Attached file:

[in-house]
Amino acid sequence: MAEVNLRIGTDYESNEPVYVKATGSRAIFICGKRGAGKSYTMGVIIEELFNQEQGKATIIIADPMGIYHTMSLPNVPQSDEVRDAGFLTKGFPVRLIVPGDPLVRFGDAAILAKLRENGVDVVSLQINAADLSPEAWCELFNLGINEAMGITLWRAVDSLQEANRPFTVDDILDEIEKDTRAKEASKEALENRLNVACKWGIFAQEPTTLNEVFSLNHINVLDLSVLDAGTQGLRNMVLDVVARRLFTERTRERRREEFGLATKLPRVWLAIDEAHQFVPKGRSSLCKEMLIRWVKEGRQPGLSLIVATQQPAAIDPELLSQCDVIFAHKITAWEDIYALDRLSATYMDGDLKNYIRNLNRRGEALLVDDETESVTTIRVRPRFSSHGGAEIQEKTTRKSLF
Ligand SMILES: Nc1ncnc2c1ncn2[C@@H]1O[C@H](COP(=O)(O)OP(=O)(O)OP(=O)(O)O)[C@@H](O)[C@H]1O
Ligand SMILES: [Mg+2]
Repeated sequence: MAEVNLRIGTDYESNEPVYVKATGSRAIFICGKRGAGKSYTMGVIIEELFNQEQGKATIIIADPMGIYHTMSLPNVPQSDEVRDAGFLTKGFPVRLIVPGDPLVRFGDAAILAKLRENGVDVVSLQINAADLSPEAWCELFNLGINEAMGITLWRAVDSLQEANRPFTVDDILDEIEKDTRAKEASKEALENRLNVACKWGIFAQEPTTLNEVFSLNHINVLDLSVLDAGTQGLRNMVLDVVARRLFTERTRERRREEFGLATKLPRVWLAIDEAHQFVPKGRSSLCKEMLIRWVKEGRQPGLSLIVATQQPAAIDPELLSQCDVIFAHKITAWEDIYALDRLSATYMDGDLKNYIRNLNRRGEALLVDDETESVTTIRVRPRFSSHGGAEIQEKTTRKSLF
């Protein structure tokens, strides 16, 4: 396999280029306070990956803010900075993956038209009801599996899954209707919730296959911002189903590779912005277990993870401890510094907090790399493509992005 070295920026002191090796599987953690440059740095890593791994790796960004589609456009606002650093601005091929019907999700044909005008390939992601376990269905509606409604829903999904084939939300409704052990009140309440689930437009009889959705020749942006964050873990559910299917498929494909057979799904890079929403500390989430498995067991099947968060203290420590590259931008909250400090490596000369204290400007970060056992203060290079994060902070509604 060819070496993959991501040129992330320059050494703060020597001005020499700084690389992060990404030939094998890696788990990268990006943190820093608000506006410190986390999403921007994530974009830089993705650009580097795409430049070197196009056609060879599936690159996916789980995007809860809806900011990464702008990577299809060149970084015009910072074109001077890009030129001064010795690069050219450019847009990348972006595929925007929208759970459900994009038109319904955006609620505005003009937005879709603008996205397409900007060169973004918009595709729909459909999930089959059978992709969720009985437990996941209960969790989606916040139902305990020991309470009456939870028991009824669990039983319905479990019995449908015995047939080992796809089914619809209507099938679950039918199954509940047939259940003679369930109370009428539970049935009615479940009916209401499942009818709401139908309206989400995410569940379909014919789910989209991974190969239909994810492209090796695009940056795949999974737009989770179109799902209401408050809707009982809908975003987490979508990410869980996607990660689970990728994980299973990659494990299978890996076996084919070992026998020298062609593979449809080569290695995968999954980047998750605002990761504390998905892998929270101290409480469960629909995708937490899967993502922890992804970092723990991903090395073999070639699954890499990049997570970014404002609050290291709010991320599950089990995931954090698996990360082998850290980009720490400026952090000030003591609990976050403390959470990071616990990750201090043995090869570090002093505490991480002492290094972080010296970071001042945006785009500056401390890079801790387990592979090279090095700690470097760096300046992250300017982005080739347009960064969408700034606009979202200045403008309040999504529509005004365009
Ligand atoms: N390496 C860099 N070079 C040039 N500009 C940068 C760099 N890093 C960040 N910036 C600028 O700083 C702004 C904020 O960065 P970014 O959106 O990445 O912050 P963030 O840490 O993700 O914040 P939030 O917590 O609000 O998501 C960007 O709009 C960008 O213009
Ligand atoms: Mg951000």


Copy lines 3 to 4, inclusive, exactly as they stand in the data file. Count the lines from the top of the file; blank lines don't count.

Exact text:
Ligand SMILES: Nc1ncnc2c1ncn2[C@@H]1O[C@H](COP(=O)(O)OP(=O)(O)OP(=O)(O)O)[C@@H](O)[C@H]1O
Ligand SMILES: [Mg+2]